If Wishes Were Horses: Love

If you want to  learn more about Sven Forsling and the wonderful Frossarbo reform school for girls, there’s an eBook in English called The Girl and the Horse. The video above is in Swedish but features not just Sven but also the school and its horses.

This post relates to a chapter of the book If Wishes Were Horses: A Memoir of an Equine Obsession. If you have any questions to ask about the content, please fire away in the comments. The main online index for the book is here.

You Shall Go to the Ball. Even If You’re a Horse

The Viennese Opera Ball at the Waldorf-Astoria in New York features a surrey drawn by two greys circling the dance floor with two ballet dancers on board. There’s a nice little New York Times blog piece here – with photos – about the logistics of getting two 17hh standardbreds into an elevator, through a hotel kitchen and into the ballroom. And out again.

What do horses think of us?

In Two-Four Time

On Sunday I went to the Trabrennbahn Mariendorf to watch the 2010 Deutsches Traber-Derby – my first harness racing meet. I saw a couple of exhibition trotting races at Hoppegarten last year and was fascinated – the horses so fast they seemed as low to the ground as the rocking horse racers in old paintings, legs flashing like scissors. Occasionally you see one curl its front legs once, twice, too many times and then break its trot for an irresistable gallop, only to be pulled out of the race.  Standardbreds are longer in the back than Thoroughbreds, with full-muscled chests and lengthy manes – pretty buff, as Sarah pointed out, and then we got sidetracked trying to work out a suitable German translation. There wasn’t much hope in me following the form or understanding the tactics required, so I just went for buff horses with nice names and didn’t win much at all. The sun shone, the buffet was heavy and Deutsch (bratkartoffeln and chocolate mousse), Mayor Wowi turned out and a good time was had by all, and I wondered why it had taken me so long to go harness racing.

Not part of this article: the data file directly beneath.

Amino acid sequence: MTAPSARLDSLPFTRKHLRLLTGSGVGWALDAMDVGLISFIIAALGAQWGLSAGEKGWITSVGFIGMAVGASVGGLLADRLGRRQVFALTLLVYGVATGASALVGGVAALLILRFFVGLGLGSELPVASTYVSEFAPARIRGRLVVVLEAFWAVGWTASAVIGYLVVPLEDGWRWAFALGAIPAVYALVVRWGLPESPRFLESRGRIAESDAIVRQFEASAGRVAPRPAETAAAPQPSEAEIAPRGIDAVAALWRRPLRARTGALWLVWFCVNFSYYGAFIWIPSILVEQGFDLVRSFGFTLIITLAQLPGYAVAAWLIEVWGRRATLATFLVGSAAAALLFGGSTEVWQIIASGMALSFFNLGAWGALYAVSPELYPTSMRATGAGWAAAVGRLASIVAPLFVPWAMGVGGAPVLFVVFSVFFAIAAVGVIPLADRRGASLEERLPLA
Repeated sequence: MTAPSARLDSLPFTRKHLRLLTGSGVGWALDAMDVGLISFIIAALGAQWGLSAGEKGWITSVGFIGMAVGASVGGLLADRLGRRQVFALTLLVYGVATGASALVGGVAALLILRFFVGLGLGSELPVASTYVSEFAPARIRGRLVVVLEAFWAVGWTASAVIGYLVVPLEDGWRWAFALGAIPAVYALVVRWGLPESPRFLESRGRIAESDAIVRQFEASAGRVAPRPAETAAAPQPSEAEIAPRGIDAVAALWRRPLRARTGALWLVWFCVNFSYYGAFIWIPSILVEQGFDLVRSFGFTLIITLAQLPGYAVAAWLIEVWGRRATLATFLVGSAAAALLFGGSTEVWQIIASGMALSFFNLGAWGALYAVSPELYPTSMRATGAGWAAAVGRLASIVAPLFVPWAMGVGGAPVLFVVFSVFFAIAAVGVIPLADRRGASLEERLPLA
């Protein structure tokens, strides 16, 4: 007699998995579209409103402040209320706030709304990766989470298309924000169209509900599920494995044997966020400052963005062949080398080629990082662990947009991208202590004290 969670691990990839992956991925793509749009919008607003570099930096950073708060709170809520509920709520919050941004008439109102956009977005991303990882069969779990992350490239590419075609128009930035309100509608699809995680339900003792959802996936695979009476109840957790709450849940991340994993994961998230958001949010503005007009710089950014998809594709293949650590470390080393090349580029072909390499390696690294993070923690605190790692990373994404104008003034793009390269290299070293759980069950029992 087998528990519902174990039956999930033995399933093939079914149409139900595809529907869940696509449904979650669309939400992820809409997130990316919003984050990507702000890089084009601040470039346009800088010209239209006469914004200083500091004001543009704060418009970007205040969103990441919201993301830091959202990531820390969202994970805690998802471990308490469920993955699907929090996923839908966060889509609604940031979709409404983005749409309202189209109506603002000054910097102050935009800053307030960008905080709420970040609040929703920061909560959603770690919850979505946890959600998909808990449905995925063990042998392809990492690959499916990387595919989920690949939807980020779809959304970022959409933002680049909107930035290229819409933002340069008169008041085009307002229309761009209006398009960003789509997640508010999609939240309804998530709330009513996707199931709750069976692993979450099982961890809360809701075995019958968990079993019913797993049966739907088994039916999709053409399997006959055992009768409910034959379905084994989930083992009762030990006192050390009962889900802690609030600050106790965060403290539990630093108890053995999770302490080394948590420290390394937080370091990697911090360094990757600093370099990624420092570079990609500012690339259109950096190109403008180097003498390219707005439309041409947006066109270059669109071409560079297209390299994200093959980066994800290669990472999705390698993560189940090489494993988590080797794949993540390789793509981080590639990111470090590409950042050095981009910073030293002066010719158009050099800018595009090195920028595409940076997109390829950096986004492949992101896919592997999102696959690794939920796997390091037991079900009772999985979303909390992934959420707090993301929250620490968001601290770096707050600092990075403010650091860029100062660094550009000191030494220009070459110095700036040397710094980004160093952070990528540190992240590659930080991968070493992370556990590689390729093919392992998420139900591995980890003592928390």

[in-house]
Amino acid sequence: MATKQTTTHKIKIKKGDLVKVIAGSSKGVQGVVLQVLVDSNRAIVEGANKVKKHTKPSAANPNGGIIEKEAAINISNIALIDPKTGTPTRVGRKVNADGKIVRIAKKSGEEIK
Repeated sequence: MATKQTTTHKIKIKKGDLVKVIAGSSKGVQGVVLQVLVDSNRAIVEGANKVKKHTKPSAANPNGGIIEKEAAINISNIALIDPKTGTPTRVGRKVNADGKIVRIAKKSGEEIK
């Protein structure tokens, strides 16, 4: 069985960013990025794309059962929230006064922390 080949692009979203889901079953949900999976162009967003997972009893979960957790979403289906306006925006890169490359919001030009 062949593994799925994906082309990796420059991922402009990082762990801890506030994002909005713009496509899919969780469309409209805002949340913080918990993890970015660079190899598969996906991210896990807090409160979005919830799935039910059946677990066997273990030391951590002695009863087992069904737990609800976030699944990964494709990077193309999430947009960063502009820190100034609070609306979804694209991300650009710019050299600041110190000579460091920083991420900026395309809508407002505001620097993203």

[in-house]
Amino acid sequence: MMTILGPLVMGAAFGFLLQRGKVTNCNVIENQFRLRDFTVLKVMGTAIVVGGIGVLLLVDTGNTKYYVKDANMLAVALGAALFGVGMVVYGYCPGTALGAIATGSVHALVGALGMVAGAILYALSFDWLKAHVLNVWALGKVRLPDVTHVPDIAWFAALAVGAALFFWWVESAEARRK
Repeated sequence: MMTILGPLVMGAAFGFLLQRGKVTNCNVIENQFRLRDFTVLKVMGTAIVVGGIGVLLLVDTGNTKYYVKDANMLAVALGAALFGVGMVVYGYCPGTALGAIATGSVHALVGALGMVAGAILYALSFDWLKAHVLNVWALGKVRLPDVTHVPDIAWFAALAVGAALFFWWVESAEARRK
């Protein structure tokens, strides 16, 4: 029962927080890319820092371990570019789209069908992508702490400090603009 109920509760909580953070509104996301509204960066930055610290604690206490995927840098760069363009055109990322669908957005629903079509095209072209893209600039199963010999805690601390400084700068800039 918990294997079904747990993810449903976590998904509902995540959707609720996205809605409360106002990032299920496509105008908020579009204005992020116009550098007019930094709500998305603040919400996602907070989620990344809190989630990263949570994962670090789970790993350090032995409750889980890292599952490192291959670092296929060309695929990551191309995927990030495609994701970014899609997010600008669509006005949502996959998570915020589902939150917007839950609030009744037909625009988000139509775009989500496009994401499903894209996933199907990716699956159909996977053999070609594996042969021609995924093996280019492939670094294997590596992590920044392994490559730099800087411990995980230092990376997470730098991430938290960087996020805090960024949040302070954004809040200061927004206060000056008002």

In  Norfolk I grew up five minutes from the yard of a family who were prominent in the local trotting world, but the sport seems almost like an underground pursuit in the UK, linked to Traveller and Roma culture. As Standardbreds are descended from the old Norfolk Trotter breed (gone the way of the Quagga) it seems a shame that the mainstream overlooks the county’s contribution to a sport which is so prominent on the Continent, in Russia and in North America. Maybe K M Peyton’s Small Gains and Greater Gains novels about a nineteenth-century Norfolk girl and her trotter stallion, Rattler, will inspire children and teenagers to find out more. I hope so.

In the Gains books the trotters are ridden, not driven, but I had no idea that “le trot monté” still featured in European programmes until a ridden race began, and I noticed that most of the jocks were girls who must have had legs of steel to hover up in their stirrups for 1,900m of choppy trot – a gait where a horse moves in two-four time and not the rocking three-four of a canter – although the sheer speed and extension of the racing trot looked weirdly smooth. Hats off to ’em. I’d love to try…

Terrible cameraphone photo of race card

My family love racing, and whenever any of us goes to a meet we keep in touch by phone in case there’s a grey we can bet on, in memory of my grandmother, who thought no card game or horse race worth her while if she couldn’t have a little flutter. She owned a grey pony called Nonny (short for Anonymous), so I scoured the card for “Schimmeln” (the German for a grey horse is also the word for mould) and found nothing. The horses were almost uniformly bay, dark bay or chestnut and solid – I can’t remember seeing so much as a star or sock – a legacy, I presume, of the nineteenth century preference for plain coloured cavalry horses.

I liked the look of a filly called Finca because her name echoed that of Kincsem, a Hungarian mare who won more races than any other Thoroughbred in history, and retired unbeaten after 54 starts. Mum texted that we should have money on the derby and asked me to pick, so I asked her to choose a number between one and ten, and she chose seven – Finca – so it had to be. Two euros were duly invested.

The mare came with a late run which wasn’t quite enough, especially when Mum and I had recklessly bet to win.